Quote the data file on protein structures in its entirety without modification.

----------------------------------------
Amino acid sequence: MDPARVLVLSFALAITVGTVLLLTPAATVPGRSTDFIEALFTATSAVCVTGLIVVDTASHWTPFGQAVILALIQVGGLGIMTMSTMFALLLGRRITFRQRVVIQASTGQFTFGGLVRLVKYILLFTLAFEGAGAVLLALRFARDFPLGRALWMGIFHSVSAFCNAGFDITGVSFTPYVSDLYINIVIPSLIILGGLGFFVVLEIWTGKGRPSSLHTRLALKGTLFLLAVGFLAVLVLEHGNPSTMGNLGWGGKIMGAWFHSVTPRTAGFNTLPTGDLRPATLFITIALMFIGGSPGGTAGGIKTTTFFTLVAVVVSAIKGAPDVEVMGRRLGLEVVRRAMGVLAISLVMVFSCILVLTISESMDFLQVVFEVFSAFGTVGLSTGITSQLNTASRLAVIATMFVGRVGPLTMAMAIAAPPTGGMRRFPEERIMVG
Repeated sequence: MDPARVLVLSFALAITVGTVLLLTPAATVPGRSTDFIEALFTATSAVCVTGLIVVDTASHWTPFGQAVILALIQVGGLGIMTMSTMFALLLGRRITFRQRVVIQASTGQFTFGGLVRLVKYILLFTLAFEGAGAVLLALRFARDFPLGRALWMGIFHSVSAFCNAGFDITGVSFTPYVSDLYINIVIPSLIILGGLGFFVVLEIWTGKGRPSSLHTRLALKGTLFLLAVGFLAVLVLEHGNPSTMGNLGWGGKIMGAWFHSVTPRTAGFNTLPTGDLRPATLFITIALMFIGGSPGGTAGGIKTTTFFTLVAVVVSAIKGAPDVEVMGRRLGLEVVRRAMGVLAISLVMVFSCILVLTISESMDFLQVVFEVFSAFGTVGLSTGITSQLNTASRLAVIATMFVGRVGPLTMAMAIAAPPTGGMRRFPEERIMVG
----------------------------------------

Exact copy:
Amino acid sequence: MDPARVLVLSFALAITVGTVLLLTPAATVPGRSTDFIEALFTATSAVCVTGLIVVDTASHWTPFGQAVILALIQVGGLGIMTMSTMFALLLGRRITFRQRVVIQASTGQFTFGGLVRLVKYILLFTLAFEGAGAVLLALRFARDFPLGRALWMGIFHSVSAFCNAGFDITGVSFTPYVSDLYINIVIPSLIILGGLGFFVVLEIWTGKGRPSSLHTRLALKGTLFLLAVGFLAVLVLEHGNPSTMGNLGWGGKIMGAWFHSVTPRTAGFNTLPTGDLRPATLFITIALMFIGGSPGGTAGGIKTTTFFTLVAVVVSAIKGAPDVEVMGRRLGLEVVRRAMGVLAISLVMVFSCILVLTISESMDFLQVVFEVFSAFGTVGLSTGITSQLNTASRLAVIATMFVGRVGPLTMAMAIAAPPTGGMRRFPEERIMVG
Repeated sequence: MDPARVLVLSFALAITVGTVLLLTPAATVPGRSTDFIEALFTATSAVCVTGLIVVDTASHWTPFGQAVILALIQVGGLGIMTMSTMFALLLGRRITFRQRVVIQASTGQFTFGGLVRLVKYILLFTLAFEGAGAVLLALRFARDFPLGRALWMGIFHSVSAFCNAGFDITGVSFTPYVSDLYINIVIPSLIILGGLGFFVVLEIWTGKGRPSSLHTRLALKGTLFLLAVGFLAVLVLEHGNPSTMGNLGWGGKIMGAWFHSVTPRTAGFNTLPTGDLRPATLFITIALMFIGGSPGGTAGGIKTTTFFTLVAVVVSAIKGAPDVEVMGRRLGLEVVRRAMGVLAISLVMVFSCILVLTISESMDFLQVVFEVFSAFGTVGLSTGITSQLNTASRLAVIATMFVGRVGPLTMAMAIAAPPTGGMRRFPEERIMVG